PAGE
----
UDR RB Frank Gore Jr., 5-7 5/8, Southern Miss

Signed as an undrafted rookie by the Buffalo Bills moments after the draft. The junior Gore hits the pros following four productive seasons for Southern Miss, totaling 4,022 yards rushing with 26 touchdowns. He was named MVP at the Senior Bowl. The 5-foot-7 1/2, 201-pound runner can also help out in the passing game. Gore Jr’s quicker than fast and goes all out from kickoff to final gun (do they use guns anymore?). He was born and raised in Miami by his mother (Shasta Smith), but he has a close relationship with his father (Frank Sr.), who had a prolific 16-year career in the NFL.

A four-year starter at Southern Miss, Gore was the lead back in former offensive coordinator Sam Gregg’s multiple-run scheme. He arrived in Hattiesburg with plenty of hype and didn’t disappoint — he led the team in rushing four straight seasons and became just the third player in school history to surpass 4,000 career yards rushing. In all fairness, we should approach the evaluation of Gore Jr. with tempered expectations. He should not be compared to his All-Pro father. But vision and toughness are in his DNA, and he has potential as a receiver. His workhorse mentality might fit the right offense.

RB Frank Gore, 5-9, 212, Miami

Father or Frank Gore Jr. Frank Sr. retired from the NFL in 2020 after 16 years with precisely 16,000 yards rushing — third-most in league history. He is eligible for the Pro Football Hall of Fame in 2026. At U. of Miami (2001–2004), Gore shared the backfield with Clinton Portis and Willis McGahee. Gore underwent two ACL surgeries in 2002 and 2003, but in 2004 carried 197 times for 945 yards and eight touchdowns. In 2005, the San Francisco 49ers drafted him No. 65 overall (Round 3). Gore played ten years for the 49ers, three for the Indianapolis Colts, and one each for Buffalo, Miami and the New York Jets—quite a career after entering the NFL following two knee surgeries.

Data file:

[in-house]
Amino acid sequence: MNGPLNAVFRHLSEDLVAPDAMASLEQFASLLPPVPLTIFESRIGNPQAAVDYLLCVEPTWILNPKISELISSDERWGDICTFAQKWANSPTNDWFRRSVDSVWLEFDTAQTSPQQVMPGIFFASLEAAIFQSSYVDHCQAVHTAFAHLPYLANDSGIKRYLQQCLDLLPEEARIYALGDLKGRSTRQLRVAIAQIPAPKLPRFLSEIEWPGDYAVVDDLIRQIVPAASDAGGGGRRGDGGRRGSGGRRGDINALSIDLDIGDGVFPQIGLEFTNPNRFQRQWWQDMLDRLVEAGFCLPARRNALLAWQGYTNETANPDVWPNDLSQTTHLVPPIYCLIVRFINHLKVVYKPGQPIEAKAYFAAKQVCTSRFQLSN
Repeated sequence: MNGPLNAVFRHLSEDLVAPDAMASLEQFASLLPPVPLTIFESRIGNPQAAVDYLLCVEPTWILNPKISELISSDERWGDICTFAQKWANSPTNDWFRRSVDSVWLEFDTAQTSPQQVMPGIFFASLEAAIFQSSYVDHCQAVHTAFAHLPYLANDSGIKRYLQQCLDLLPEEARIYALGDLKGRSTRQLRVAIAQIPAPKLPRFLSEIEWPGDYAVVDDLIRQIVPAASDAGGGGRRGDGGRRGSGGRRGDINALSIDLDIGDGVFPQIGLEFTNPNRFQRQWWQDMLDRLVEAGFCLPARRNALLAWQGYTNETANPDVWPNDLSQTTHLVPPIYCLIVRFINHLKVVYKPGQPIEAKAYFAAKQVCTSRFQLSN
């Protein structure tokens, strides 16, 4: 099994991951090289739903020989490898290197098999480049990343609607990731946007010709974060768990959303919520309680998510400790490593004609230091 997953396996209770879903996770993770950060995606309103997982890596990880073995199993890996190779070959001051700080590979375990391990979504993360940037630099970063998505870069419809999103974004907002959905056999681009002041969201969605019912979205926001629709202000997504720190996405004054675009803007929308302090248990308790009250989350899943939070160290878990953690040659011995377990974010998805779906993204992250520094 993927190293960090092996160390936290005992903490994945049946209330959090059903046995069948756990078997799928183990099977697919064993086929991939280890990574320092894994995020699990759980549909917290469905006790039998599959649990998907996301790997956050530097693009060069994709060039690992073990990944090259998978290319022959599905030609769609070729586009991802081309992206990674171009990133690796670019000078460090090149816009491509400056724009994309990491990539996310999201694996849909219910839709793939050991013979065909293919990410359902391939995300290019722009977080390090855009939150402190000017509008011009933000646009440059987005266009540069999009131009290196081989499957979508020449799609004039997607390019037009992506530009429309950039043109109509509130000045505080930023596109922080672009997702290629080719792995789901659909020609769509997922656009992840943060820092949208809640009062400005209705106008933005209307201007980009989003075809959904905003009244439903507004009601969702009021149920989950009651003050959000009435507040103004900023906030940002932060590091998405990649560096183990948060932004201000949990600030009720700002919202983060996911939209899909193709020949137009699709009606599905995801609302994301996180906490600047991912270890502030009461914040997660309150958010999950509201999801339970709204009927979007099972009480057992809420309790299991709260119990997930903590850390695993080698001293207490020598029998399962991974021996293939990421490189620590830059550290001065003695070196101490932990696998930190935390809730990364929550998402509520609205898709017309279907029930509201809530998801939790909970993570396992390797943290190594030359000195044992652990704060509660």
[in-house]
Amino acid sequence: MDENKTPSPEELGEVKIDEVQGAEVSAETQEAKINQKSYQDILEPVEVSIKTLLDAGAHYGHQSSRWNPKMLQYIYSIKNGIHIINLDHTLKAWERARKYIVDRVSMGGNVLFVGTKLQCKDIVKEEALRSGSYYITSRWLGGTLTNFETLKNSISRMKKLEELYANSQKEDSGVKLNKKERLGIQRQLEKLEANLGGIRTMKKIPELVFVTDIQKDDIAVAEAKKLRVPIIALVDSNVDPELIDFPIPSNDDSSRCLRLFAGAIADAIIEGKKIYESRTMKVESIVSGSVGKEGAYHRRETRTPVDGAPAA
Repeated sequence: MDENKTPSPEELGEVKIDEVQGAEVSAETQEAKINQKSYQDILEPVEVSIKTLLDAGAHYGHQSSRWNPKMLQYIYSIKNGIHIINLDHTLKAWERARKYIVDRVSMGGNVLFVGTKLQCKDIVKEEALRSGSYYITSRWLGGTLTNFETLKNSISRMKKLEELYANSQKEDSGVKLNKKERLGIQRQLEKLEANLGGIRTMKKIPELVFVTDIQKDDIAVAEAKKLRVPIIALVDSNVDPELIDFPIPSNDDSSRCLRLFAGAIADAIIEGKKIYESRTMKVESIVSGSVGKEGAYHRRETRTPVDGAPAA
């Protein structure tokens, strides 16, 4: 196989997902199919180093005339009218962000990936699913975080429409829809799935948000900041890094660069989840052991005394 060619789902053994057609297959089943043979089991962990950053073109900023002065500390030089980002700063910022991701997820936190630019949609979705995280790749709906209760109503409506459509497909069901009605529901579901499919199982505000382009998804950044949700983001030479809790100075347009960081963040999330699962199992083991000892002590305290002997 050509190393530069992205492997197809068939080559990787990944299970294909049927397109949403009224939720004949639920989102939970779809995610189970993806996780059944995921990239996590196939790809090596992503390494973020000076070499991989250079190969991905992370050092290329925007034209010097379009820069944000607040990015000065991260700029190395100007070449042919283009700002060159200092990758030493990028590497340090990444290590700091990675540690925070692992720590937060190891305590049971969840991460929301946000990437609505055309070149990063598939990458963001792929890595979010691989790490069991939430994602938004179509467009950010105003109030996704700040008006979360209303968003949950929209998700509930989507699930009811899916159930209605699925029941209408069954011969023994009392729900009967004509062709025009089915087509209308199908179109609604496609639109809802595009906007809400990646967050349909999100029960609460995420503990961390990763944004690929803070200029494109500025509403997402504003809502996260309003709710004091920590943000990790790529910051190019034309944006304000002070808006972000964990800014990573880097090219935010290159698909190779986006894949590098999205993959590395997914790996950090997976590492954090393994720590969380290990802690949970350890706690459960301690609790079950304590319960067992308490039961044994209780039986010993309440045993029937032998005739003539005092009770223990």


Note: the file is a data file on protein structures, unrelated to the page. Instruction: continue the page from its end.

Gore Sr. spoke out after Jr. slipped through the draft and was signed as a free agent by Buffalo. "We're good. We're going to Buffalo man to do our thing," Sr. said. "Tell them they better be ready — trust me. I know what I'm raising. Folks slept on my son; they slept on me, too — they'll see. My bloodline is for real. Our (pre-draft) testing was identical. All the scouts were like you can tell that's my son. He's the real deal. I'm happy to get my son to this point. We're coming to play."


Terrell Owens' Son Signs With One Of His Former Teams | iHeart

Terique (L) and Terrell Owens

UDR WR Terique Owens, 6-1 7/8, 194, Missouri State

Signed as an undrafted free agent by the San Francisco 49ers shortly after the 2024 NFL Draft. The son of Hall of Famer and former 49er Terrell Owens, Terique grew up in Oakland and attended Bishop O’Dowd, where, like his father, he switched from basketball as a high school junior. He played for Contra Costa (Junior) College in 2018, stopped off at Florida Atlantic before playing the last three seasons at Missouri State.

Last season, Terique played in 10 games as a senior with a pair of starts. He was second on the squad in receiving yards (528) and third in pass receptions (28). Owens ranked 12th nationally and second in the MVFC in yards per reception (18.86). In March, Terique worked out at University of Missouri’s Pro Day, and the 49ers were among 20 teams in attendance. Terique ran 40 yards in 4.51 seconds, lept 38.5 inches in the vertical jump and had a broad jump of 10 feet-four inches. FWIW, the younger Owens’ marks were better than his dad’s Indy Combine results from 1996, when the original TO, slightly larger at 6-3, 224, ran 40 yards in 4.65 seconds, jumped 33 inches in the vertical and didn’t do the broad jump. His father was well-known for his passionate and vocal demeanor; Terique says he is different. "I don't have a loud personality," he said. “For the most part, I'm fairly quiet, and I keep my head down and work."

WR Terrell Owens, 6-3, 224, Mississippi Valley State

Father of Terique, Terrell was drafted No. 89 overall (Round 3) by the San Francisco 49ers, for whom he played eight of his 15 years in the NFL with stops in Philadelphia, Dallas, Buffalo, and Cincinnati. He was inducted into the Pro Football Hall of Fame in 2018, despite his statistics being almost identical to those of Randy Moss, who was inducted the same year as a first-ballot entrant.